• Build structures to enable the rapid development, acquisition, and incubation of new brands. Category fragmentation is here to stay. The days of multi-billion-dollar brands are dwindling, and the ceiling is descending. Winning companies will make the skill to conceive, acquire, and nurture nascent brands a core capability—over time matching the resources and attention today given to their largest and most valuable assets.
• Tightly integrate innovation activities with brand building. R&D, innovation, and marketing can no longer enjoy the luxury of working in largely parallel silos. Organizations must redefine structure, expectations, and rewards to enable better collaboration, more experiments, and enhanced speed to market.
• Think portfolio strategy first. Once upon a time, a single well-managed brand could strategically use product extensions, retail partnerships, and mass media to skillfully dominate a category for decades. These instances are fewer and farther between, and the pendulum is unlikely to swing back any time soon. Firms must now smartly use brands with a niche focus to fill gaps and address emerging consumer needs. Evaluating opportunities at the category and portfolio level will help leaders identify a different set of opportunities and deploy resources oriented to growth rather than protecting the status quo.
• Carefully monitor and prune product mix. Brand architecture is one of our most vital strategy tools, but it is often misunderstood and wrongly used as a short-term tool of organization rather than as a lever for growth. Large CPG brands should use their architecture to better align to how consumers shop and buy today—ruthlessly curating the profile of the brand and its products.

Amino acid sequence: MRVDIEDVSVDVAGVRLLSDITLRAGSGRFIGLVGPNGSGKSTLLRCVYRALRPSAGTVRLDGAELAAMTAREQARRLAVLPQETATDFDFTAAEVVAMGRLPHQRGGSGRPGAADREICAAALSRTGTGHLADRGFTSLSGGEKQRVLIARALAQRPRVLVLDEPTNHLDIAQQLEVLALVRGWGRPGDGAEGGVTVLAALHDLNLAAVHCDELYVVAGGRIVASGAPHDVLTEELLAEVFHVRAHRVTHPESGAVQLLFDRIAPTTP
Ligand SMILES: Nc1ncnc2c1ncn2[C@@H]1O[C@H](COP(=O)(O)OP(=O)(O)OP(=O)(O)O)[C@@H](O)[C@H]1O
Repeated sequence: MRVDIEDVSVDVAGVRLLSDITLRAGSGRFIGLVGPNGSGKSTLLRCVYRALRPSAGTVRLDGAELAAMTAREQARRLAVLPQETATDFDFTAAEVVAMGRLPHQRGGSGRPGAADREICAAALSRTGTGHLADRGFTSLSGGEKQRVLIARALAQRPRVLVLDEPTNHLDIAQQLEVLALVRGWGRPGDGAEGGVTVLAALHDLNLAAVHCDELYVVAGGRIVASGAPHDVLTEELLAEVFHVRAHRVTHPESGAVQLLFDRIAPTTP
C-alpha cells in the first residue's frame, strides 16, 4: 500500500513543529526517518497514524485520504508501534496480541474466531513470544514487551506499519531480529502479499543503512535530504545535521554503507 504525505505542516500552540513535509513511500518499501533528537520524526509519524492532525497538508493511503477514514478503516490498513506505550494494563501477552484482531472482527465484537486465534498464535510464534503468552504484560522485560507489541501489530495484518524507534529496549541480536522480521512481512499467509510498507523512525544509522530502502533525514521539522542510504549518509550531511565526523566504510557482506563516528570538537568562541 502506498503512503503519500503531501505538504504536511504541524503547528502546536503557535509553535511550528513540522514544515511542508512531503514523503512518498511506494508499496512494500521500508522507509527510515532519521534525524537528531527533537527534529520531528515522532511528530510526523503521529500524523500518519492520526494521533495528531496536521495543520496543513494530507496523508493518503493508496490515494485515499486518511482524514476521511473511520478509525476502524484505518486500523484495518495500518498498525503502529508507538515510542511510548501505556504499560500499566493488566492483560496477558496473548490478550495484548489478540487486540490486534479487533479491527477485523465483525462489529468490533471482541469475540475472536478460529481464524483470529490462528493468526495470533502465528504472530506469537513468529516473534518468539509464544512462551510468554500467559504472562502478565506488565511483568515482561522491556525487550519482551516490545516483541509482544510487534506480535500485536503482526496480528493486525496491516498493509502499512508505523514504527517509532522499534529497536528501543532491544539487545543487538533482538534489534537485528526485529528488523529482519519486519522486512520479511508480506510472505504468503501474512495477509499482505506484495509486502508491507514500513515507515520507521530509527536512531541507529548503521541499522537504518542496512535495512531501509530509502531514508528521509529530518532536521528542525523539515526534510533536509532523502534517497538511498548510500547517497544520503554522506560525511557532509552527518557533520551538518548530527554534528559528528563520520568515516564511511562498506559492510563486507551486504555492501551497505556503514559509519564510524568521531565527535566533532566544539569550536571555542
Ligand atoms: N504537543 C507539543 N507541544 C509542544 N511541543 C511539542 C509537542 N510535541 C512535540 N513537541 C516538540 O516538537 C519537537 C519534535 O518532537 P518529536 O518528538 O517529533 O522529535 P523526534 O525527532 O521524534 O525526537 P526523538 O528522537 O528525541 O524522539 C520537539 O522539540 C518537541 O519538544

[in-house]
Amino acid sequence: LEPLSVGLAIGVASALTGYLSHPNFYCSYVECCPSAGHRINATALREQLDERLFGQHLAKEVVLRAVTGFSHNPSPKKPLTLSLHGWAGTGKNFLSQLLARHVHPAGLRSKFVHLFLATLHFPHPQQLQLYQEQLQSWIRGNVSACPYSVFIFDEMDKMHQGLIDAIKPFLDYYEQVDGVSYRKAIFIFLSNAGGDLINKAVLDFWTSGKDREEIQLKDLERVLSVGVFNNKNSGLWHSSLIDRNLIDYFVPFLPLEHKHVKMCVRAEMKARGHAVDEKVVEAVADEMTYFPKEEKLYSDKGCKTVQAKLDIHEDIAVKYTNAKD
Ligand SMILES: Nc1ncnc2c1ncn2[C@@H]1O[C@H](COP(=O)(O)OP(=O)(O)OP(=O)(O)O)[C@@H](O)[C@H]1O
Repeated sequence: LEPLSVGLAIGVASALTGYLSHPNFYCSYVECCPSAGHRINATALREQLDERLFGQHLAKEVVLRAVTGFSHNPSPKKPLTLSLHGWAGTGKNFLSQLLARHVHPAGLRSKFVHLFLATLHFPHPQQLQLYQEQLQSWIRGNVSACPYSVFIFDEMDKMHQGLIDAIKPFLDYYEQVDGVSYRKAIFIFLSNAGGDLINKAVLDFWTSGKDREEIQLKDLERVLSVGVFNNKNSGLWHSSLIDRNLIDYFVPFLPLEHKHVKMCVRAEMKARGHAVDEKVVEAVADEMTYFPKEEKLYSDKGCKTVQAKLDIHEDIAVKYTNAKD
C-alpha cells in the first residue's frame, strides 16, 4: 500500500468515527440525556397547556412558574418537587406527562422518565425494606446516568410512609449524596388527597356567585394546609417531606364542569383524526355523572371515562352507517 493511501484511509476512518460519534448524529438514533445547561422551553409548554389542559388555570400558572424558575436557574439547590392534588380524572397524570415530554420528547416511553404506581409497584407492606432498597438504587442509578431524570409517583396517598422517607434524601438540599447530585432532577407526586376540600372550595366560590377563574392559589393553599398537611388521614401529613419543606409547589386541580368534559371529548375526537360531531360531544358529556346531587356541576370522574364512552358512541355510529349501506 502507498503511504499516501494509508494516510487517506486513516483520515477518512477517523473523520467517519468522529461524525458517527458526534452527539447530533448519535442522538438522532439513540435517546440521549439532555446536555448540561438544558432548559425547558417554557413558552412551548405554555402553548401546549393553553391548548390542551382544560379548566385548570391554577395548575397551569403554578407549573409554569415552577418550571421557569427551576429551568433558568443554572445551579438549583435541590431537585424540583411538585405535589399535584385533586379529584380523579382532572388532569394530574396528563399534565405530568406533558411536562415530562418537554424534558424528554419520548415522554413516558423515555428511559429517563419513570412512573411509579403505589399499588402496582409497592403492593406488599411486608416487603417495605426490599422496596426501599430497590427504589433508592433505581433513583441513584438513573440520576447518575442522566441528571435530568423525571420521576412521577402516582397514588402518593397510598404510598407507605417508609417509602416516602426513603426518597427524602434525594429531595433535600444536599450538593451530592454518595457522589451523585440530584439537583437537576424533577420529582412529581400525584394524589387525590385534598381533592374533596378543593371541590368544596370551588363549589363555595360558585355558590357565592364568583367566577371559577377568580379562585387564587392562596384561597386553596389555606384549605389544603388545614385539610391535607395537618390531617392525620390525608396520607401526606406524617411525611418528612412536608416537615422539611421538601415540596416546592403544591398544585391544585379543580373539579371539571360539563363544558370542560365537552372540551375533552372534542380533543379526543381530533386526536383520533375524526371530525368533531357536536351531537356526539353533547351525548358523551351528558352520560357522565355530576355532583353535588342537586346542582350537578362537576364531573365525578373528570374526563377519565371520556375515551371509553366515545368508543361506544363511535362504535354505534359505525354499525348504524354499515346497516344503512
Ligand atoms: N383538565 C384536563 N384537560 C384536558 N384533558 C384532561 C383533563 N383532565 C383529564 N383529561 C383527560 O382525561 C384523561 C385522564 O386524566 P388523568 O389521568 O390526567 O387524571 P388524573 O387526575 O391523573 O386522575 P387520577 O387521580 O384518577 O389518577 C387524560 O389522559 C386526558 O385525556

A focus on flagship offerings can maintain brand health, and the identification of strategic extensions can evolve brand equity over time. Growing brands can deploy architecture to create a clear roadmap for innovation and wisely focus finite resources.
• Explore approaches to transition product brands into service brands. Service design creates value beyond the core function of the product being sold. It offers the potential to connect physical and digital experiences to deliver value, meaning, and utility. For CPG brands this can not only strengthen the connection and communication with consumers, but also provide access to first-party data, enabling a new degree of understanding of their needs.
• Develop ideas and communication by connecting to tensions palpable in today’s culture. Understanding the tensions that naturally arise as our ways of living and being evolve, brands can attract more attention from a distracted and diffuse consumer base. Tapping into the zeitgeist with culturally savvy ideas and leveraging emerging technologies keeps brands vital and interesting, and—oh yeah!—mentally available.
• Learn in the wild. Traditional validation methods have never fully delivered on their promise of certainty. They are often slow, expensive, and inaccurate at predicting in-market performance. Brands must challenge accepted “best practices” and use (primarily) digital tools to increase velocity and actionability of their consumer learning. By understanding what consumers actually do, not what they say they will do, brands can move with greater speed and confidence.
• Use PR as a high-leverage asset. In an environment where it is increasingly difficult (and expensive) to buy eyeballs, the ability to generate organic notice can be a great equalizer. Brands consistently producing ideas, actions, and products that create headlines in the media—traditional, social, and emerging—will naturally punch above their weight class, garnering the attention of consumers, the trade, and potential investors.
And so, as the fog begins to dissipate, a new playbook for CPG emerges. One that accounts for the new dynamics in play. One that challenges long-held “truths.” One that sharpens a brand’s elbows and points the way toward opportunity and growth.